U.S. `Takes Grenade Off the Table' With Tweak to Rusal Sanctions
(Bloomberg) -- The U.S. has laid the groundwork to avoid a brewing crisis in the global aluminum market.
By making a technical tweak to sanctions on United Co. Rusal on Friday, the U.S. Treasury handed a potential lifeline to buyers of aluminum whose annual contracts with the Russian company are soon due to expire. That makes it less likely there will be a repeat of the chaos that gripped the aluminum market in April when the curbs were first imposed.
Crucially, the U.S. said that Rusal’s existing customers could negotiate some new contracts, but stopped short of lifting the aggressive sanctions off Oleg Deripaska, the Russian billionaire who has been accused by the U.S. of links to organized crime and bribery.
“Particularly in alumina where you could have had a major crisis, this takes the grenade off the table,” said Eoin Dinsmore, an aluminum specialist at consultancy CRU Group.
While the tweak shows the Treasury is responding to the aluminum industry’s concerns, it will still require further action by the U.S. to avert turmoil: without an extension of the Oct. 23 deadline, companies will have to stop all dealings with Rusal by that date.
The situation is especially important now because it’s the time of year when aluminum makers are signing annual contracts. When the European aluminum industry met in Berlin last week, Rusal was largely frozen out of the contract negotiations. The move may also help reassure buyers of alumina, used to make aluminum, that Rusal’s crucial refinery in Ireland will be able to keep operating.
The move is “a proxy of an almost-full removal of sanctions," industry researcher Harbor Intelligence said in a note to clients.
Rusal shares climbed as much as 7.7 percent on Tuesday, after surging 15 percent to a three-month high in Moscow on Monday.
The Treasury’s clarification only goes some way to removing the risks hanging over the aluminum industry. Banks are still likely to be cautious about financing deals with Rusal, meaning that it may take time to sign new contracts, according to two people familiar with the discussions.
“This update just gives Rusal’s clients the opportunity to sign deals with the company before any decision on sanctions is taken,” Andrey Panov, senior associate at law firm Norton Rose Fulbright in Moscow, said by phone.
What’s more, the Treasury warned Rusal customers off stockpiling the Russian company’s metal, saying that would only be authorized if it was “consistent with past practice.”
Overall, the move is likely to be more beneficial to buyers of Rusal’s metal than to the company itself and its controlling shareholder Oleg Deripaska.
While buyers of some aluminum products have few alternatives to Rusal, others may have already locked in other supplies, according to Dinsmore of CRU Group. As a result, he estimates that Rusal’s international sales may fall by 500,000 to 800,000 metric tons next year. Those sales traditionally accounted for more than three-quarters of the company’s total production, which was 3.7 million tons last year.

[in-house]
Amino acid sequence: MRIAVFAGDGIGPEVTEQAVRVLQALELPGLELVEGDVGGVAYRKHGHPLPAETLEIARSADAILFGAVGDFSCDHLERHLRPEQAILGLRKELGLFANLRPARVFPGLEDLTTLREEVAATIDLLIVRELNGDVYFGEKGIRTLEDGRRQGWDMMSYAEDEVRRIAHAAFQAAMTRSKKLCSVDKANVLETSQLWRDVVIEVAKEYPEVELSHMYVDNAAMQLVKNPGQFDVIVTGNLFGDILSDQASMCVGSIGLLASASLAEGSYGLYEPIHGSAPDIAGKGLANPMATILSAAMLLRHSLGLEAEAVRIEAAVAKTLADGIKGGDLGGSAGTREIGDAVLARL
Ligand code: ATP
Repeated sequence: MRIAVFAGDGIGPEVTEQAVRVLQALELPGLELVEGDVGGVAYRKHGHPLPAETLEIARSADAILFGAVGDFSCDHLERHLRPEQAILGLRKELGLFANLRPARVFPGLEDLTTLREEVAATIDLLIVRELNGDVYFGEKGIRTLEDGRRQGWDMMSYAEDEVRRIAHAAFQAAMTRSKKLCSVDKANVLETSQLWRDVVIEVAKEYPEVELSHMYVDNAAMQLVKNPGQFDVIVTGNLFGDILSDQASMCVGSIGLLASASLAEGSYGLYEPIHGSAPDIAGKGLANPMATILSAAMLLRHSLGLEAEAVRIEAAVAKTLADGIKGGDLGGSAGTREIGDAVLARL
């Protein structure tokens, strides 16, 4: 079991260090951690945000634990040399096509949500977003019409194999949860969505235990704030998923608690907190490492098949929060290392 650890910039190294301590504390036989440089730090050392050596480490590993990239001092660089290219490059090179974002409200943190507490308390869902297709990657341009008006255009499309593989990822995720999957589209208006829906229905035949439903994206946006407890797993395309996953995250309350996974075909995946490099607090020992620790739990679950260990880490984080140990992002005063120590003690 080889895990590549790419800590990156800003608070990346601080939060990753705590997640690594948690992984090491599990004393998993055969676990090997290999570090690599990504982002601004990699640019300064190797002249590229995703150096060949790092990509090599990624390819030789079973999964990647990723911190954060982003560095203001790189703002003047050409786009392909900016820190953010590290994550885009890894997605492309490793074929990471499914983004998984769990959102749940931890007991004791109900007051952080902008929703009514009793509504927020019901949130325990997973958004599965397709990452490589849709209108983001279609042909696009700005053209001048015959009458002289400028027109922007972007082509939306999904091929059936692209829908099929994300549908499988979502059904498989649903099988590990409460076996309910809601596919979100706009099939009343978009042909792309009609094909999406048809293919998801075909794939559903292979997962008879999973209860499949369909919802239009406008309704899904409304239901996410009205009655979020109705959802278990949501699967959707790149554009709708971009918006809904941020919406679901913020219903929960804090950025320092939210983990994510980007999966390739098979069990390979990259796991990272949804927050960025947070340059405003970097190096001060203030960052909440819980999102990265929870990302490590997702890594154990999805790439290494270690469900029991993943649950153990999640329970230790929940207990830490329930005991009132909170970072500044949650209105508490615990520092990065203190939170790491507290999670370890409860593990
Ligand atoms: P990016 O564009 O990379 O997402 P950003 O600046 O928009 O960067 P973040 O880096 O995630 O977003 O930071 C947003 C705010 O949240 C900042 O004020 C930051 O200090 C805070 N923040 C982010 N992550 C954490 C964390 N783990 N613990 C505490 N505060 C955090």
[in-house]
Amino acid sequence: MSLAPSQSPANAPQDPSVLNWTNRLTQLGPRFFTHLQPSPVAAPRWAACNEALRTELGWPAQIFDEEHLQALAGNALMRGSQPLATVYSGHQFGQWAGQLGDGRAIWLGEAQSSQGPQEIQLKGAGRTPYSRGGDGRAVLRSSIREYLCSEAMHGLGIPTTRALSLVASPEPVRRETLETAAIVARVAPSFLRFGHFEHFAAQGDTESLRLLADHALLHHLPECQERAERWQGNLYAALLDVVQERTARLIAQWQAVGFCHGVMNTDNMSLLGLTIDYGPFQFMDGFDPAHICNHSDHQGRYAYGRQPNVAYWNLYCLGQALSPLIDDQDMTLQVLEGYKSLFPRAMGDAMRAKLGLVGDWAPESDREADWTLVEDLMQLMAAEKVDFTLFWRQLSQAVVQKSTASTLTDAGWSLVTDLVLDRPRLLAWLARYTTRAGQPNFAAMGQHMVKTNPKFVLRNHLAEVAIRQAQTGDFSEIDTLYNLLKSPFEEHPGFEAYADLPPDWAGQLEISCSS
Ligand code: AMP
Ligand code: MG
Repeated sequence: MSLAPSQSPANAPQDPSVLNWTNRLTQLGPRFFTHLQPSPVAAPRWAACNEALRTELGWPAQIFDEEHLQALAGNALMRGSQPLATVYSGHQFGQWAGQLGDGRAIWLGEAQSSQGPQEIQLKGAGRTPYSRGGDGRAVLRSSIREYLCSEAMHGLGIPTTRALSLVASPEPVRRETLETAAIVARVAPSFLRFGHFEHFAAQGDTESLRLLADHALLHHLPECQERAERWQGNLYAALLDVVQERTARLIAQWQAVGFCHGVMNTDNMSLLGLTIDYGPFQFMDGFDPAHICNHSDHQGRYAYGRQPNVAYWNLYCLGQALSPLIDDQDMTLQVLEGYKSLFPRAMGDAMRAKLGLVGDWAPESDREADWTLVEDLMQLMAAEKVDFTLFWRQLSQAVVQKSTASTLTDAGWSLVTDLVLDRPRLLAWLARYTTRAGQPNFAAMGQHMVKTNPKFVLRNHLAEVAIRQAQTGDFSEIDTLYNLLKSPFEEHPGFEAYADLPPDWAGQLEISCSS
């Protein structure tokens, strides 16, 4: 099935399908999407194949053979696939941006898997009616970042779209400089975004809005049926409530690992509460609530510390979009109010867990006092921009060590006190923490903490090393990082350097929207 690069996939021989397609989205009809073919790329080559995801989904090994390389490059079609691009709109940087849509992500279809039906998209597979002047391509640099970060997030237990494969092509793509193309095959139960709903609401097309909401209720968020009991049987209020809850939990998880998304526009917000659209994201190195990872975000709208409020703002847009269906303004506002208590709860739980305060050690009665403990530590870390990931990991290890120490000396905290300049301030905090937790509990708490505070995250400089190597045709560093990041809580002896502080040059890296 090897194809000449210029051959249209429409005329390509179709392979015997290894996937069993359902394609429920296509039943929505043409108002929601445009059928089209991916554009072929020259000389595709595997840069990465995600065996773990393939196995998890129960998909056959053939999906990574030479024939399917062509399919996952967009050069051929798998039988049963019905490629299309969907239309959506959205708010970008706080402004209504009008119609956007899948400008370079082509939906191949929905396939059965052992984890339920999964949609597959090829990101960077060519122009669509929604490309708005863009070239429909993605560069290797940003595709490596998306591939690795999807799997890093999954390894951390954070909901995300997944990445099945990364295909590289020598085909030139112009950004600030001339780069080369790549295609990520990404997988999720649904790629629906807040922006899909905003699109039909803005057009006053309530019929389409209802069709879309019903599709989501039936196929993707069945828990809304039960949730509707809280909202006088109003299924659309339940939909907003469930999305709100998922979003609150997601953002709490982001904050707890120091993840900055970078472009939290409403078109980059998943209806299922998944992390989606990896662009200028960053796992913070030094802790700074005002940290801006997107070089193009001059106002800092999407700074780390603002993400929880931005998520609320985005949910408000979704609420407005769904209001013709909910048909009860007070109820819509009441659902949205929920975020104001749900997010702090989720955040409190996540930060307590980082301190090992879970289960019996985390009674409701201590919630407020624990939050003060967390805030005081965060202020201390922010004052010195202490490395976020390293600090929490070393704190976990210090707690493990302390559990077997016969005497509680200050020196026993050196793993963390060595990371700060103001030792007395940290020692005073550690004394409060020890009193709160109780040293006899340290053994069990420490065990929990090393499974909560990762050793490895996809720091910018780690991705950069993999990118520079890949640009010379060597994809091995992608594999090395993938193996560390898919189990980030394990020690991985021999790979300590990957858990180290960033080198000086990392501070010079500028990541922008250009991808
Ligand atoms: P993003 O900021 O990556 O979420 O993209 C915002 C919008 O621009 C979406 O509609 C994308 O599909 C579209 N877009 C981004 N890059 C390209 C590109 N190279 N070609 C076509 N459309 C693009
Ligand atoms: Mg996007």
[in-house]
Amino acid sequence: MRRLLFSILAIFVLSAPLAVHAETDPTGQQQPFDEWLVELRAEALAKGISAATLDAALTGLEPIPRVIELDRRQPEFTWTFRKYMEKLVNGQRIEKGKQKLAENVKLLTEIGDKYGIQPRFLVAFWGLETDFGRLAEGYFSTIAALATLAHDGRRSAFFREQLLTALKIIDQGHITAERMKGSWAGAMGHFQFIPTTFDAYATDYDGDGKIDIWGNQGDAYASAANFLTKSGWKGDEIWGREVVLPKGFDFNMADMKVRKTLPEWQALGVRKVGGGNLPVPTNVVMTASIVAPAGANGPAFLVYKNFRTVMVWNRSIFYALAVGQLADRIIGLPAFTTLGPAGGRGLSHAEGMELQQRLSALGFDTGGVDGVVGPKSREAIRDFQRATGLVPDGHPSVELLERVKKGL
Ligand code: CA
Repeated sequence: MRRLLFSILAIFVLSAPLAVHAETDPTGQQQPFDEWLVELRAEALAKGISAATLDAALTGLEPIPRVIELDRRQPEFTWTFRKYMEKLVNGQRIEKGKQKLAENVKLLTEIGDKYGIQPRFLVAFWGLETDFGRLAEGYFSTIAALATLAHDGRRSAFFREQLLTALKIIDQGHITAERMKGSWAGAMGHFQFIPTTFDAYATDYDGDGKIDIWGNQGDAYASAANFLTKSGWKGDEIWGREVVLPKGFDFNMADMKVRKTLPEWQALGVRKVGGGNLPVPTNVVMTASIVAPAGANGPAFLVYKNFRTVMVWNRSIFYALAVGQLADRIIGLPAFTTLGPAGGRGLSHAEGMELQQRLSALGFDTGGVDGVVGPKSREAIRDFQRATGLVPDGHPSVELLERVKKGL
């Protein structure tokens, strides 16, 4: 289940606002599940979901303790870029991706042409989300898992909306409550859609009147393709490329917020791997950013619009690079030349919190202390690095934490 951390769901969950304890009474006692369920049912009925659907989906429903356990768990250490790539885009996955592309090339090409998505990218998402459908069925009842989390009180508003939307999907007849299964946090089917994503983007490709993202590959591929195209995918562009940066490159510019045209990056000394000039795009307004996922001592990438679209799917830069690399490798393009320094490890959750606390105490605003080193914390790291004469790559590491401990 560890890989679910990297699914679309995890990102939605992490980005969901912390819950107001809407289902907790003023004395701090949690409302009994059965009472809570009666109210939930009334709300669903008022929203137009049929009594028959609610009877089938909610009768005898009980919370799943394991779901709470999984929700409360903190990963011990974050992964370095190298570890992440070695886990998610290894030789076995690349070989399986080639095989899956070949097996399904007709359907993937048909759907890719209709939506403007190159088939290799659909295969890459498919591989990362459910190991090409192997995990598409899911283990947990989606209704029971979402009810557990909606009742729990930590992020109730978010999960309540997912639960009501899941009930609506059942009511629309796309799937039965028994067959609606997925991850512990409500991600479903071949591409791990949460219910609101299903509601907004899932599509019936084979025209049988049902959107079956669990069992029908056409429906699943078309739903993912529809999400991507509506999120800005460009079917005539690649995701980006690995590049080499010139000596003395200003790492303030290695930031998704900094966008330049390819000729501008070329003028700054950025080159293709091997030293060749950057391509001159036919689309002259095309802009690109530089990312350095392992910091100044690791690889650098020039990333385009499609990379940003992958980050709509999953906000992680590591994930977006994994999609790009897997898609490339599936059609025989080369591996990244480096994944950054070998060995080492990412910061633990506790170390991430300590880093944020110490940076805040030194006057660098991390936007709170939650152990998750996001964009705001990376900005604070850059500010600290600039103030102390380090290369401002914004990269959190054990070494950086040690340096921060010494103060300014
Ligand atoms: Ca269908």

Those companies that continue buying from Rusal will also be handed greater bargaining power as a result of the Treasury’s condition that new deals be "consistent" with past dealings. That gives the Russian company little choice but to strike deals with its existing customers, including Glencore Plc, the largest buyer of Rusal’s metal under a multi-year arrangement that was worth $2.4 billion in 2017.
That caveat that new business must be consistent with past practice is "going to likely have a chilling effect", said Brian O’Toole, a senior fellow at the Atlantic Council who previously worked in the Treasury’s sanctions unit.
The move may also disappoint Deripaska. Rusal’s holding company En+ Group Plc has been in discussions with the Treasury for months over a deal to lift sanctions altogether if Deripaska loosens his control over the company.
The aluminum group sees Friday’s move as an indication that the Treasury is more likely to extend the wind-down period beyond Oct. 23 than to lift sanctions entirely, according to people familiar with its thinking, who asked not be be name because the matter is private. Rusal representatives at an industry conference in Berlin last week asked customers if they could delay signing new supply contracts until after the U.S. mid-term elections in November.
It would “be a little odd” for the Treasury to take this action and then turn around next week and lift all sanctions against Rusal, said O’Toole. “It suggests this will drag on.”
©2018 Bloomberg L.P.